Norwegians

I was ahead of the curve when it comes to the Norwegians. Finding Per Petterson’s Out Stealing Horses felt like a personal discovery in 2005. I’ve always loved a good translation, one that retains a book’s original idioms, place, and cultural details. A good translation gives you the illusion of reading a book in its original language. Ann Born translated Out Stealing Horses. She died a few years ago and I have to think that Per Petterson must miss her. I’m sure she was a good part of the reason that the novel sang the way it did. Its publication in 2005 coincided with a year I was hungry for distraction. I had fallen in love with another Norwegian and although we spoke on the phone every night and spent our weekends together, in between there were all these days to fill where I tried to live in my own skin. Falling in love was like being kidnapped from myself. It was a kind of agitated madness. I was well into my forties when this happened and it caught me unprepared. Maybe love always does. The songs it inspired were pretty good but they didn’t provide relief, really. Books, on the other hand, could be escaped into. A couple of days a week, I rode my green Schwinn over to the Mattituck Library, checked out the new fiction, and talked to anyone I could about books. I was devouring three or four a week. There was a nice man who worked behind the counter, not a librarian, but a local man who loved to read and volunteered there. I would talk to him for an hour. I remember recommending Out Stealing Horses to him.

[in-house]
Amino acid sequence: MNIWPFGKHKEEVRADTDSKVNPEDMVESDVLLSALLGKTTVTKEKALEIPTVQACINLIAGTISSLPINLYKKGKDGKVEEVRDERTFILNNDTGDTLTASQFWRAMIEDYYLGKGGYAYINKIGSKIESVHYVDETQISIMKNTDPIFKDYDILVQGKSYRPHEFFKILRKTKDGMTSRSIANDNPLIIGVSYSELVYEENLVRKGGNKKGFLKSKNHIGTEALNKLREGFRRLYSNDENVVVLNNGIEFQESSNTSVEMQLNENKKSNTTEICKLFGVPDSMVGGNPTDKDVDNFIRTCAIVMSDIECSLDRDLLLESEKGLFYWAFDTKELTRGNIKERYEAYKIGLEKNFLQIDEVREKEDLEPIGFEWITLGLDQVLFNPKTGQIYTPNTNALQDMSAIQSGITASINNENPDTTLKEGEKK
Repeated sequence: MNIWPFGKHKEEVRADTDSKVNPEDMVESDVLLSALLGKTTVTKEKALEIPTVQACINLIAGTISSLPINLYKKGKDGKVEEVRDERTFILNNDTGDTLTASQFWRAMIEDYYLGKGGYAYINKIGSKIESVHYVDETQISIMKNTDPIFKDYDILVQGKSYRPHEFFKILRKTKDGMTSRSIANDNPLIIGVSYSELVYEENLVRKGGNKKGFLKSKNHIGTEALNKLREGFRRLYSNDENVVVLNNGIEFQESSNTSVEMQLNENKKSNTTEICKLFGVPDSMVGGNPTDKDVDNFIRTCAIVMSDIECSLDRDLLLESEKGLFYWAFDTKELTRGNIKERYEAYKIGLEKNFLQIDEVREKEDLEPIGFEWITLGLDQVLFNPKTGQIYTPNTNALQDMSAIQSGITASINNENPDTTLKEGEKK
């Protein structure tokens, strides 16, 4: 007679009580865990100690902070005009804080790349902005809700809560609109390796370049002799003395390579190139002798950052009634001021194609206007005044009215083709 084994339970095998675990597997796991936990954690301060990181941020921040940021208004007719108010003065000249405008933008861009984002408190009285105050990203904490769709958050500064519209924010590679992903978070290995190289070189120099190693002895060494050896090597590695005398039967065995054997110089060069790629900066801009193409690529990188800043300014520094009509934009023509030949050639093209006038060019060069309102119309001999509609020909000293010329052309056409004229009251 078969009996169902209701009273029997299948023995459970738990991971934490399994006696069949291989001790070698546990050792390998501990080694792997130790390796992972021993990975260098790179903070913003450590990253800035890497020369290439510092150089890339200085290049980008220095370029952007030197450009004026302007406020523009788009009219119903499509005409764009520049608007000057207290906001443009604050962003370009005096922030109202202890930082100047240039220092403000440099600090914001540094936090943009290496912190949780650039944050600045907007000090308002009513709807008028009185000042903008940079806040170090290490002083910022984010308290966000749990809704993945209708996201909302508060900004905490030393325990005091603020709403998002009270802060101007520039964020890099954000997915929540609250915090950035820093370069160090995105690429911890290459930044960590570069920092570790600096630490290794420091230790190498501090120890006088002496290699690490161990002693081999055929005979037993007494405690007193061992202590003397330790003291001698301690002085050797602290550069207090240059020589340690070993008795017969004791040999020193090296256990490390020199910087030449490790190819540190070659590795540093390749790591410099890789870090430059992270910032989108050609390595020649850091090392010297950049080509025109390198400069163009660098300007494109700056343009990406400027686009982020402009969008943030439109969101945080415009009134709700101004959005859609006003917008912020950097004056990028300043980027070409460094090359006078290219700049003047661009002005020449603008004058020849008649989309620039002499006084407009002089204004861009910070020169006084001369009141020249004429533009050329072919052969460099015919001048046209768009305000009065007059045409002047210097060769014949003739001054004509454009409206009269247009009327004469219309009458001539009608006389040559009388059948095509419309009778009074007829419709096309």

Since then, I’ve read everything by Per Petterson that has been translated into English. None of his other books is as structured or formal as OSH, but I’ve loved some of them even more. In The Wake may be my favorite. Petterson spoke about that book last week at the New York Public Library, where he was interviewed for over an hour, on the occasion of his most recent publication, I Refuse. His new book was reviewed in the Times last weekend, was on the cover of the Book Review, alongside Karl Ove Knausgaard’s Book Four, also just published. (I have a first row ticket to see Karl Ove read at the 92nd Street Y next week. I guess I’ve got a thing for the Norwegians.)

After Per’s reading, I stood on line to have him sign my copy of his new book, and we talked for a few minutes. It turned out he shared my love of Jayne Anne Phillips’ work and we spoke about that. He was lovely. I was able to tell him that his writing has influenced and inspired mine. Then I left the magnificent New York Public Library and walked to the subway, thinking of my old green Schwinn (now stored in my mother’s garage) and the modest but really excellent library in Mattituck. 2005 was ten years ago, unbelievably, but it doesn’t feel like that.

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